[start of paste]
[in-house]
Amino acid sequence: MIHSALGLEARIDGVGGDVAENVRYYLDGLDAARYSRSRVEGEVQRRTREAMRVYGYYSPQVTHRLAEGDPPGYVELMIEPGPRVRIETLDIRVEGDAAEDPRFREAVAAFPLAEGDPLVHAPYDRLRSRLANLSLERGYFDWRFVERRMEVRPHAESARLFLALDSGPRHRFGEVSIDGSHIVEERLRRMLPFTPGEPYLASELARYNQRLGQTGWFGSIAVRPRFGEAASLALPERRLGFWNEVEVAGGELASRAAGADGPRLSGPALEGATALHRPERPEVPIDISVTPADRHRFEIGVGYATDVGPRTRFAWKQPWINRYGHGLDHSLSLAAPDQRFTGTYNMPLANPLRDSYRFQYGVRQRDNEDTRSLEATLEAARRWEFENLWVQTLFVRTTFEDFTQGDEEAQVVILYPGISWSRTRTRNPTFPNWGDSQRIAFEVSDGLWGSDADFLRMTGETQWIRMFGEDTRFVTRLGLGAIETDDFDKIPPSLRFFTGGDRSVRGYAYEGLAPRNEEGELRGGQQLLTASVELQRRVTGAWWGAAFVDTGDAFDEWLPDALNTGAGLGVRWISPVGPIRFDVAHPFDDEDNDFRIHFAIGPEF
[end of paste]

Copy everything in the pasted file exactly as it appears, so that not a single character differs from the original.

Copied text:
[in-house]
Amino acid sequence: MIHSALGLEARIDGVGGDVAENVRYYLDGLDAARYSRSRVEGEVQRRTREAMRVYGYYSPQVTHRLAEGDPPGYVELMIEPGPRVRIETLDIRVEGDAAEDPRFREAVAAFPLAEGDPLVHAPYDRLRSRLANLSLERGYFDWRFVERRMEVRPHAESARLFLALDSGPRHRFGEVSIDGSHIVEERLRRMLPFTPGEPYLASELARYNQRLGQTGWFGSIAVRPRFGEAASLALPERRLGFWNEVEVAGGELASRAAGADGPRLSGPALEGATALHRPERPEVPIDISVTPADRHRFEIGVGYATDVGPRTRFAWKQPWINRYGHGLDHSLSLAAPDQRFTGTYNMPLANPLRDSYRFQYGVRQRDNEDTRSLEATLEAARRWEFENLWVQTLFVRTTFEDFTQGDEEAQVVILYPGISWSRTRTRNPTFPNWGDSQRIAFEVSDGLWGSDADFLRMTGETQWIRMFGEDTRFVTRLGLGAIETDDFDKIPPSLRFFTGGDRSVRGYAYEGLAPRNEEGELRGGQQLLTASVELQRRVTGAWWGAAFVDTGDAFDEWLPDALNTGAGLGVRWISPVGPIRFDVAHPFDDEDNDFRIHFAIGPEF